Are The Good Times Over For Growth In US Shale Gas?
March 17 (Reuters) - U.S. natural gas production could decline in 2016 for the first time in 10 years, driven by low oil prices after a decade of gangbusters growth from shale plays.
While most analysts forecast gas production will continue growing year-over-year, albeit at a slower pace, a couple of outlier analysts believe low oil and gas prices will prompt drillers to cut spending enough to reduce gas production next year.
Any talk of cutbacks is an early sign that low oil prices have slowed the U.S. shale gas boom that has revolutionized global markets and is expected to transform the nation into a net exporter of gas by the end of the decade.
U.S. gas production has increased every year from 51.9 billion cubic feet per day in 2005 to a record 74.4 bcfd in 2014, a 43 percent increase. The U.S. Energy Information Administration expects gas output to reach 78.4 bcfd in 2015 and 80.0 in 2016.
The lack of consensus among analysts shows how much still depends on what oil prices do in the coming months.
U.S. crude oil futures fell about 60 percent from a high over $107 a barrel in June to a six-year low under $43 on Tuesday.
"It all depends on market prices. If we get higher gas and oil prices in the next three or four months than gas production won't decline next year," said Randall Collum, Managing Director, Supply Analytics, at energy data provider Genscape, which expects gas production to fall 1.1 bcfd next year.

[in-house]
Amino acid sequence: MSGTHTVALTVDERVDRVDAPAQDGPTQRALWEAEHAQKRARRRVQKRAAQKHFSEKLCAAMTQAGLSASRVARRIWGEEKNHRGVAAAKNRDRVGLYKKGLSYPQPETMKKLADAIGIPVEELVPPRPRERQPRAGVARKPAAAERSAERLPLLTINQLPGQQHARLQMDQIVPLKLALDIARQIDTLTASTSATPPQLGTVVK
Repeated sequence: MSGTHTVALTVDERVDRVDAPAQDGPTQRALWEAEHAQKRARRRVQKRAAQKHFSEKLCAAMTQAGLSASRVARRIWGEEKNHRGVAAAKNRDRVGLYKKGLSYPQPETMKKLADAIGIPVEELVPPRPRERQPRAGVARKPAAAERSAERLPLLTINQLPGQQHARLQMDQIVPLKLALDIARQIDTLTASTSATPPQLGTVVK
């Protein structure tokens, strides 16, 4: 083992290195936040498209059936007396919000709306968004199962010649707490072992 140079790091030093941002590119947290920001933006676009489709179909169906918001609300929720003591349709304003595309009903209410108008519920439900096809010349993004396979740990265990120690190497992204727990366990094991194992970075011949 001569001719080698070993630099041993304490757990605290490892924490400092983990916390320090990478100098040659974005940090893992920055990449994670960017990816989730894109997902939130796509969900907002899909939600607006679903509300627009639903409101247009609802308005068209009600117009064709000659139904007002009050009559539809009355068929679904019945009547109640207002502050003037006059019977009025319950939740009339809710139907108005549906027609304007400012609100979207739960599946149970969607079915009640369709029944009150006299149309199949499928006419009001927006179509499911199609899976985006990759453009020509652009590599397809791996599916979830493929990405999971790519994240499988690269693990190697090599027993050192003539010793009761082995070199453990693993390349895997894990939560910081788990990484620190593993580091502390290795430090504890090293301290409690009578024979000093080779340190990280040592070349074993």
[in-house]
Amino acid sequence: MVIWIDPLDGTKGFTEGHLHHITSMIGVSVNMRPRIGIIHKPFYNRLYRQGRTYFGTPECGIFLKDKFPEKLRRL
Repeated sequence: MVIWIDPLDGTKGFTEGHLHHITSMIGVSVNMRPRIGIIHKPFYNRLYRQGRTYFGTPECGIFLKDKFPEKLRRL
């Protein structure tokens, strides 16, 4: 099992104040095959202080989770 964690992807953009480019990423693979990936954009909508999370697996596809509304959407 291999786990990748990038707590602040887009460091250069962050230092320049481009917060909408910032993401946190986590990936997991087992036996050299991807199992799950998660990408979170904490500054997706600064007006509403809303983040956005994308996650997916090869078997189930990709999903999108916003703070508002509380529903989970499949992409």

Any pullback in gas production was considered unthinkable just six months ago.
"If you look back at what we said in October when oil was trading around $80 a barrel, we were forecasting gas production would grow by 2 bcfd in 2016," Collum said.
Analysts at Bank of America Merrill Lynch also forecast gas production would decline in 2016.
The bank's call is for a 1.3-bcfd production decline next year from 2015 due to declining growth in output from the Marcellus and Utica shales in the Northeast in response to a 50 percent drop in natural gas liquids prices, which are linked to oil prices.
Bank of America and Genscape also both forecast gas production from oil wells, called associated gas, would decline as drillers cut spending in oil plays like the Eagle Ford in South Texas.
(Reporting by Scott DiSavino; Editing by Jessica Resnick-Ault and Chizu Nomiyama)
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